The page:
THURSDAY, April 2, 2015 (HealthDay News) -- A ubiquitous cleaning agent in most American homes -- bleach -- might increase children's risk for flu, tonsillitis and other infections, a European study suggests.
The effect was modest and the study couldn't prove cause-and-effect. However, the researchers said that because millions of homes use bleach or products containing bleach every day, the effect on kids worldwide could be significant.
"The high frequency of use of disinfecting cleaning products, caused by the erroneous belief, reinforced by advertising, that our homes should be free of microbes, makes the modest effects reported in our study of public health concern," the researchers wrote.
The study was led by Lidia Casas of the Center for Environment and Health at KU Leuven in Leuven, the Netherlands. Her team looked at more than 9,000 children, aged 6 to 12, in the Netherlands, Finland and Spain.
Those whose parents used bleach to clean their homes at least once a week had higher rates of respiratory and other types of infections. Specifically, Casas and colleagues found that these children had a 20 percent higher risk of having the flu at least once in the previous year, a 35 percent higher risk of recurrent tonsillitis and an 18 percent higher risk for any recurrent infection.
How might bleach boost infection rates? According to the study authors, airborne components of bleach and similar products may irritate the lining of children's lungs, triggering inflammation and making it easier for infections to take hold. Or, bleach may somehow suppress the immune system, making infections more likely, the team said.
The American Cleaning Institute (ACI), which represents makers of bleach and products containing bleach, took issue with the study.
"Since there was no data presented on the children's actual exposure to bleach -- nor any diagnoses of actual diseases -- the authors are merely speculating," the ACI said in a statement. The group also said that disinfecting household surfaces with bleach can protect people from bacterial infection.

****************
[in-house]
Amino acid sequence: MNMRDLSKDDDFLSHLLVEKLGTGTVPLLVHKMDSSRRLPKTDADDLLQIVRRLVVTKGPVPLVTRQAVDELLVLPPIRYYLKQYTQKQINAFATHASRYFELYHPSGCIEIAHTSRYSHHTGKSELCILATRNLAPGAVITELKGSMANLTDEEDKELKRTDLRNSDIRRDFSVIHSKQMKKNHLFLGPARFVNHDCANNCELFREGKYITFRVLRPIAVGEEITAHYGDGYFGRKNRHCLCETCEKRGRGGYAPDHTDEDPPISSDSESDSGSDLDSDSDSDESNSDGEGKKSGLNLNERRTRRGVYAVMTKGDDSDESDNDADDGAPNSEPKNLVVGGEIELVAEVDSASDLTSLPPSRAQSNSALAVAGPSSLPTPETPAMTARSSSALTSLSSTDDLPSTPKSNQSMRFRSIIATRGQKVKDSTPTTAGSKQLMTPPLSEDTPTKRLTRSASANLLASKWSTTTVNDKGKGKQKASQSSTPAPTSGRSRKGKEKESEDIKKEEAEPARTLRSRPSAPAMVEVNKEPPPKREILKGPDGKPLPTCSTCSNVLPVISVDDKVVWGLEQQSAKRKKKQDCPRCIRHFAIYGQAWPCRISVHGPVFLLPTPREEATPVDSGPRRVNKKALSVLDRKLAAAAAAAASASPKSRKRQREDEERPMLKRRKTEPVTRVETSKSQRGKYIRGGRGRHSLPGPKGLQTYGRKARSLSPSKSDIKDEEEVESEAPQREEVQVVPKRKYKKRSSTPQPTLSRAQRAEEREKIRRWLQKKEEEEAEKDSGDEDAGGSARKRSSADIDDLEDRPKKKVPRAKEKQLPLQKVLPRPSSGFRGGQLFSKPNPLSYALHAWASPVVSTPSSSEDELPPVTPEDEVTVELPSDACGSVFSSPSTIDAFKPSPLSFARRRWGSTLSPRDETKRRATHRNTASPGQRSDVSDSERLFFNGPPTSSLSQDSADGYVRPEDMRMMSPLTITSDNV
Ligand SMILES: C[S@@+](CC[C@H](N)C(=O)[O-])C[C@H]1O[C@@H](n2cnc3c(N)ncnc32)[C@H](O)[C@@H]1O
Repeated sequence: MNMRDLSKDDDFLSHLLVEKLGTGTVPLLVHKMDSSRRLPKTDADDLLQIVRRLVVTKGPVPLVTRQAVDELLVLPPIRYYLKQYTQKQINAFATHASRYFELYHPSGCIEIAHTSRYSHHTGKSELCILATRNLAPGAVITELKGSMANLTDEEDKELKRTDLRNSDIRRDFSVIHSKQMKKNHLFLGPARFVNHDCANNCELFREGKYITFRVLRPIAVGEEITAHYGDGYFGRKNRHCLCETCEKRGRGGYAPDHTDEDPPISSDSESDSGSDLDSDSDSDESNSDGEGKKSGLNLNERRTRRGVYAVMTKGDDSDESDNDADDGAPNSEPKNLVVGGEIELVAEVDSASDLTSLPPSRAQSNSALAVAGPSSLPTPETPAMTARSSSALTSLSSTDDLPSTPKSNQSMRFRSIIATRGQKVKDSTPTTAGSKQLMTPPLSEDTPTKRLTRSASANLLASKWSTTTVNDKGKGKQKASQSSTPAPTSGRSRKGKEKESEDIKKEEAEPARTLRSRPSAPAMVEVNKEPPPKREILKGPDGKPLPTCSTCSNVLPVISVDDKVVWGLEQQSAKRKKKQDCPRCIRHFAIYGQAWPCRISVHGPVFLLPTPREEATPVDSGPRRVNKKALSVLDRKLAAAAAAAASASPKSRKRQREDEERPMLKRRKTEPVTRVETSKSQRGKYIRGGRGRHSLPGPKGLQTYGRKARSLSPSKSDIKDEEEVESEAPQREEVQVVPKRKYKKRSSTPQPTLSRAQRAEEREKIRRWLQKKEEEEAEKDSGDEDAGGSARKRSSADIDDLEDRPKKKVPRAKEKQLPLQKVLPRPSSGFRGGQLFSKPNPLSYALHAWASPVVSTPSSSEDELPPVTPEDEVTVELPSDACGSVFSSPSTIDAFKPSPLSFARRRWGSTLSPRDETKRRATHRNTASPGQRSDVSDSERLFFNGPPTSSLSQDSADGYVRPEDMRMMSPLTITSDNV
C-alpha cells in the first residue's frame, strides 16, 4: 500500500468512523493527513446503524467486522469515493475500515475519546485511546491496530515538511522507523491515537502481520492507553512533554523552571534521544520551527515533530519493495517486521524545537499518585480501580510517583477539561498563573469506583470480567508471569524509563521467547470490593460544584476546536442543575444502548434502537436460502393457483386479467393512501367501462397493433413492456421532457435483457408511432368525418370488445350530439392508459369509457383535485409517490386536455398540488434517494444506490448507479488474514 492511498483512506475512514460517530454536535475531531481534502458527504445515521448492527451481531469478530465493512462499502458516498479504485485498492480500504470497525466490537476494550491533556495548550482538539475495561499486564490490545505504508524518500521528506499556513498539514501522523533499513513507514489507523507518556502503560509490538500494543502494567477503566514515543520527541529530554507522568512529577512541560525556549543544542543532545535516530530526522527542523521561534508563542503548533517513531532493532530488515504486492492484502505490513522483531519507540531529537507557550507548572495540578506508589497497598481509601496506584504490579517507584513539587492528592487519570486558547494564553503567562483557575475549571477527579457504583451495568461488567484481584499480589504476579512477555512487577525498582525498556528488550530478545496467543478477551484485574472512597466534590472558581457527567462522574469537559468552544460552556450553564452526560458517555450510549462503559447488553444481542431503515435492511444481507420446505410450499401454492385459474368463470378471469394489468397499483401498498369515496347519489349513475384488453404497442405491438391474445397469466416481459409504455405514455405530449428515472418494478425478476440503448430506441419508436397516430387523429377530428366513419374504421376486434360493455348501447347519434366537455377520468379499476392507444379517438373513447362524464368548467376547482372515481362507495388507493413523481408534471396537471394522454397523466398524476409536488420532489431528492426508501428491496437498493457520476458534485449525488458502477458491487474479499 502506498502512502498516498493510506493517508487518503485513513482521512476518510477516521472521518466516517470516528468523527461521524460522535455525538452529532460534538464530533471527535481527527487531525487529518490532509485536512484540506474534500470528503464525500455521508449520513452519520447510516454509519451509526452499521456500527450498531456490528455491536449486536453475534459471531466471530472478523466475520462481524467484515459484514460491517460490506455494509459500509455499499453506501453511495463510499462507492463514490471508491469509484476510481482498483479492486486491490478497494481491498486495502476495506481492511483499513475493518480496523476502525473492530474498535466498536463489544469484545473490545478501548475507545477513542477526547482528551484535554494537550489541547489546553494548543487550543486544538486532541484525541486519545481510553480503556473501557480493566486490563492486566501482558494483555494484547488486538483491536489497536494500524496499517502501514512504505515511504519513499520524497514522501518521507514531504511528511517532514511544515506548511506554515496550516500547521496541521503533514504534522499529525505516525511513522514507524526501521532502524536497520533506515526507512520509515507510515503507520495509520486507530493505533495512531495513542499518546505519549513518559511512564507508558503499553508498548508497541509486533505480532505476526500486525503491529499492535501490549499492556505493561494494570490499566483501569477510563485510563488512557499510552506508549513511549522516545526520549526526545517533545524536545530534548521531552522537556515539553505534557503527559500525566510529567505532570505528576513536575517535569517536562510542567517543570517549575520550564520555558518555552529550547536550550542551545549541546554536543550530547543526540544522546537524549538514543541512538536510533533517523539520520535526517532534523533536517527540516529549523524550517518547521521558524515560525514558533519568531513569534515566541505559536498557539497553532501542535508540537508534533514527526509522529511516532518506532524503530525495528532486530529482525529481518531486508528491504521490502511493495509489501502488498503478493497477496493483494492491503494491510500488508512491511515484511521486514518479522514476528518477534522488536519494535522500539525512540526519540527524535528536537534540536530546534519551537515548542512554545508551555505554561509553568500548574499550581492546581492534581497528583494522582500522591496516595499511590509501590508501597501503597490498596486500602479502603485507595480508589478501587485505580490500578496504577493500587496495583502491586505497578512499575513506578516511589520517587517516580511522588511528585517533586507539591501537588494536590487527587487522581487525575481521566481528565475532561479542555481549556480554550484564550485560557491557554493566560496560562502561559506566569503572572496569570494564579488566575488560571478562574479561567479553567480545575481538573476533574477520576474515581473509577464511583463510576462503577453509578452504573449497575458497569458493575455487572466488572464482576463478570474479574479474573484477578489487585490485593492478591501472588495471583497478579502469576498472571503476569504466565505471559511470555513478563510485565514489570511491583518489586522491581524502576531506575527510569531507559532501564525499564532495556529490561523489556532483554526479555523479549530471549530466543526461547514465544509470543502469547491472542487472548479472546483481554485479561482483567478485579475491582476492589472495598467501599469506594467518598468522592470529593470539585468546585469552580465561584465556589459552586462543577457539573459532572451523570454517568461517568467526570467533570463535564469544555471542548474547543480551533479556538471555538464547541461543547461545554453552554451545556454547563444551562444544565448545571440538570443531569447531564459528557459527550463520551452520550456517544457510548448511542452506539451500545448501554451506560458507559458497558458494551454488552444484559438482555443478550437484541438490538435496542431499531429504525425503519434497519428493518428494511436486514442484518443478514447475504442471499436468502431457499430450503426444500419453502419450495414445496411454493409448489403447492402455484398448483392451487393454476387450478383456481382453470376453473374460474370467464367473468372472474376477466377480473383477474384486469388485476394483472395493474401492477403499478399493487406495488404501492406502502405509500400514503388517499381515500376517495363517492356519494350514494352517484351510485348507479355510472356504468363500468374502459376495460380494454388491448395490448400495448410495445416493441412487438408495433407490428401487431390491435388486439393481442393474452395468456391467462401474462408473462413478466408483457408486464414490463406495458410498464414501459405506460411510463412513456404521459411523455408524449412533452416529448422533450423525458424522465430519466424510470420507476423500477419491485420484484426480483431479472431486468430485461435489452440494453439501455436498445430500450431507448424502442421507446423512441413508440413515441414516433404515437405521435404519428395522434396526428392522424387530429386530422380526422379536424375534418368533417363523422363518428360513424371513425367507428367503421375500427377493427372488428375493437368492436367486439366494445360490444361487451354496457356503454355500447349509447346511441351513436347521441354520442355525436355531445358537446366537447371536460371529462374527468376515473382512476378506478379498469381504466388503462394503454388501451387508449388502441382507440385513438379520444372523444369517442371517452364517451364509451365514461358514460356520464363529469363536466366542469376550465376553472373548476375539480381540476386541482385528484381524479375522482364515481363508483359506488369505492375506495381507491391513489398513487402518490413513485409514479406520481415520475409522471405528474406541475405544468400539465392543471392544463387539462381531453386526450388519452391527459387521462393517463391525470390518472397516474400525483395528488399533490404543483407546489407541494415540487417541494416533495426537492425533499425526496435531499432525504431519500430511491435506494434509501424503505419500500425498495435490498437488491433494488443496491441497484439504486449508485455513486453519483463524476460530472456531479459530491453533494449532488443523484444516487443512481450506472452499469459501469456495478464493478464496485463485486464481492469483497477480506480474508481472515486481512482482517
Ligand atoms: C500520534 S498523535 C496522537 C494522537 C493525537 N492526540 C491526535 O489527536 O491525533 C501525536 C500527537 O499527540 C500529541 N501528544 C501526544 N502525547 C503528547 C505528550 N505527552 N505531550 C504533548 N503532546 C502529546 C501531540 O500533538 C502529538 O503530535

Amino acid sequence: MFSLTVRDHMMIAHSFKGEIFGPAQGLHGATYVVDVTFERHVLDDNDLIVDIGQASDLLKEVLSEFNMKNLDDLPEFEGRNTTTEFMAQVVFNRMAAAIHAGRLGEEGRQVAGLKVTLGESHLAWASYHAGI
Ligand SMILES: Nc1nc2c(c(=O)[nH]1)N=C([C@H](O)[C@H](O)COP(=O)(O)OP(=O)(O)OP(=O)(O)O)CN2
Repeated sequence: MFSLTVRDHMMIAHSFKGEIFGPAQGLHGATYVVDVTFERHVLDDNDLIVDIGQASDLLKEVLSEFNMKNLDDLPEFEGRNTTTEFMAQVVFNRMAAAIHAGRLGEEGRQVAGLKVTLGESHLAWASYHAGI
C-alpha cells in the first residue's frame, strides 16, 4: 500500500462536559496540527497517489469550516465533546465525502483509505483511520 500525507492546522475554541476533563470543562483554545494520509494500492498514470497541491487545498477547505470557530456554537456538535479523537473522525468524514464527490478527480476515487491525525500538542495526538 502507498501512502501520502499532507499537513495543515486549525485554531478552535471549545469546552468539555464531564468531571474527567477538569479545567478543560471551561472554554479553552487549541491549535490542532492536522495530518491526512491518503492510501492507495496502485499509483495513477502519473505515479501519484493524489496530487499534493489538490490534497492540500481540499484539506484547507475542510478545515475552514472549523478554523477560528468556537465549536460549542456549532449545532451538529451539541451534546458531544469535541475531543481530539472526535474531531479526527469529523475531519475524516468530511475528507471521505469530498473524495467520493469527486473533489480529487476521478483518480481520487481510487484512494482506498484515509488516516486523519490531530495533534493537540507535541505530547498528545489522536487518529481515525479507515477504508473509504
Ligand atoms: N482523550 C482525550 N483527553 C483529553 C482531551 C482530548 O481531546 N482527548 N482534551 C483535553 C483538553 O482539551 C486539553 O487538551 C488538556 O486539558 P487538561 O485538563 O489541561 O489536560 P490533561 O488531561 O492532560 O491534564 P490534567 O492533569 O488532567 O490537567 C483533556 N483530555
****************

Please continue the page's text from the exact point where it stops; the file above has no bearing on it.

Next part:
And one respiratory disease expert said it's not yet clear that people need to toss out their bottles of bleach.
"While this study observes higher respiratory effects of bleach on children, it is not a cause-and-effect study, and other factors or household cleaners may be involved," said Dr. Len Horovitz, a pulmonary specialist at Lenox Hill Hospital in New York City.
"There is evidence that high concentrations of bleach can cause asthmatic reactions when ventilation is not adequate, but the leap to increased incidence of infections is less clear," he said.
But another expert said the European findings may hold merit.
"These results are in line with other studies that show the impact of cleaning products on the health of young children," said Dr. Jacqueline Moline, vice president of population health at North Shore-LIJ Health System in Great Neck, N.Y.
She said that "the take-home message from this study is that one should be prudent in the use of harsh household cleaners with bleach or other chemicals, especially in homes with young children, and seek out less toxic or harsh products to clean the home."
The study was published online April 2 in the journal Occupational & Environmental Medicine.
The U.S. National Library of Medicine has more about household products.